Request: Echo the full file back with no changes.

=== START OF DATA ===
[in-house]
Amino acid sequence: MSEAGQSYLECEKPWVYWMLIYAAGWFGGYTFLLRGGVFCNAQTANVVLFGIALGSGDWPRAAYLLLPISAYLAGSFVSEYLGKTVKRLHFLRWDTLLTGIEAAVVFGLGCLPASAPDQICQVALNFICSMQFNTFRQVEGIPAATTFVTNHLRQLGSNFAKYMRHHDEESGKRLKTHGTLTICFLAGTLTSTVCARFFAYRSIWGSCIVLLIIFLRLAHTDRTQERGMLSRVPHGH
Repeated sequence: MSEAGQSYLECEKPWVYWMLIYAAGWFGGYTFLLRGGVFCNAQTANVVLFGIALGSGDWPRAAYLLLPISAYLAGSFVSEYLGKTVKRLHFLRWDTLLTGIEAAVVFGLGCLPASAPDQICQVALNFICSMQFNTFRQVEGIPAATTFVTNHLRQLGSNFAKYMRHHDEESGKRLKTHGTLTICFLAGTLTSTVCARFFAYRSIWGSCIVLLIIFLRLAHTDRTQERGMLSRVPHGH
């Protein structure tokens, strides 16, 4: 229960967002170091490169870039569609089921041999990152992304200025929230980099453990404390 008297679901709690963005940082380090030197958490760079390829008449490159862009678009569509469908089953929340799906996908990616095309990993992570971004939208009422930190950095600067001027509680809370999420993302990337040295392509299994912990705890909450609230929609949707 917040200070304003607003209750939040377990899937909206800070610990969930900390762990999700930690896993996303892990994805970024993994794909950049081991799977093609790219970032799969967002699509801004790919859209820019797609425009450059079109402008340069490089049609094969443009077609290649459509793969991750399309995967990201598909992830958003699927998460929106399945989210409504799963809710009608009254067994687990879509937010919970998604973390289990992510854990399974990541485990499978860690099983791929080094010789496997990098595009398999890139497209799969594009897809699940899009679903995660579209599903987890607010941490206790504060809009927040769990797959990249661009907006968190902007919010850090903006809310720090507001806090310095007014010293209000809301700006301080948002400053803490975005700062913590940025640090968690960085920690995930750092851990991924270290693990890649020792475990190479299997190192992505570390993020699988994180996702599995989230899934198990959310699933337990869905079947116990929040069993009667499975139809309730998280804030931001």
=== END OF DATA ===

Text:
[in-house]
Amino acid sequence: MSEAGQSYLECEKPWVYWMLIYAAGWFGGYTFLLRGGVFCNAQTANVVLFGIALGSGDWPRAAYLLLPISAYLAGSFVSEYLGKTVKRLHFLRWDTLLTGIEAAVVFGLGCLPASAPDQICQVALNFICSMQFNTFRQVEGIPAATTFVTNHLRQLGSNFAKYMRHHDEESGKRLKTHGTLTICFLAGTLTSTVCARFFAYRSIWGSCIVLLIIFLRLAHTDRTQERGMLSRVPHGH
Repeated sequence: MSEAGQSYLECEKPWVYWMLIYAAGWFGGYTFLLRGGVFCNAQTANVVLFGIALGSGDWPRAAYLLLPISAYLAGSFVSEYLGKTVKRLHFLRWDTLLTGIEAAVVFGLGCLPASAPDQICQVALNFICSMQFNTFRQVEGIPAATTFVTNHLRQLGSNFAKYMRHHDEESGKRLKTHGTLTICFLAGTLTSTVCARFFAYRSIWGSCIVLLIIFLRLAHTDRTQERGMLSRVPHGH
């Protein structure tokens, strides 16, 4: 229960967002170091490169870039569609089921041999990152992304200025929230980099453990404390 008297679901709690963005940082380090030197958490760079390829008449490159862009678009569509469908089953929340799906996908990616095309990993992570971004939208009422930190950095600067001027509680809370999420993302990337040295392509299994912990705890909450609230929609949707 917040200070304003607003209750939040377990899937909206800070610990969930900390762990999700930690896993996303892990994805970024993994794909950049081991799977093609790219970032799969967002699509801004790919859209820019797609425009450059079109402008340069490089049609094969443009077609290649459509793969991750399309995967990201598909992830958003699927998460929106399945989210409504799963809710009608009254067994687990879509937010919970998604973390289990992510854990399974990541485990499978860690099983791929080094010789496997990098595009398999890139497209799969594009897809699940899009679903995660579209599903987890607010941490206790504060809009927040769990797959990249661009907006968190902007919010850090903006809310720090507001806090310095007014010293209000809301700006301080948002400053803490975005700062913590940025640090968690960085920690995930750092851990991924270290693990890649020792475990190479299997190192992505570390993020699988994180996702599995989230899934198990959310699933337990869905079947116990929040069993009667499975139809309730998280804030931001």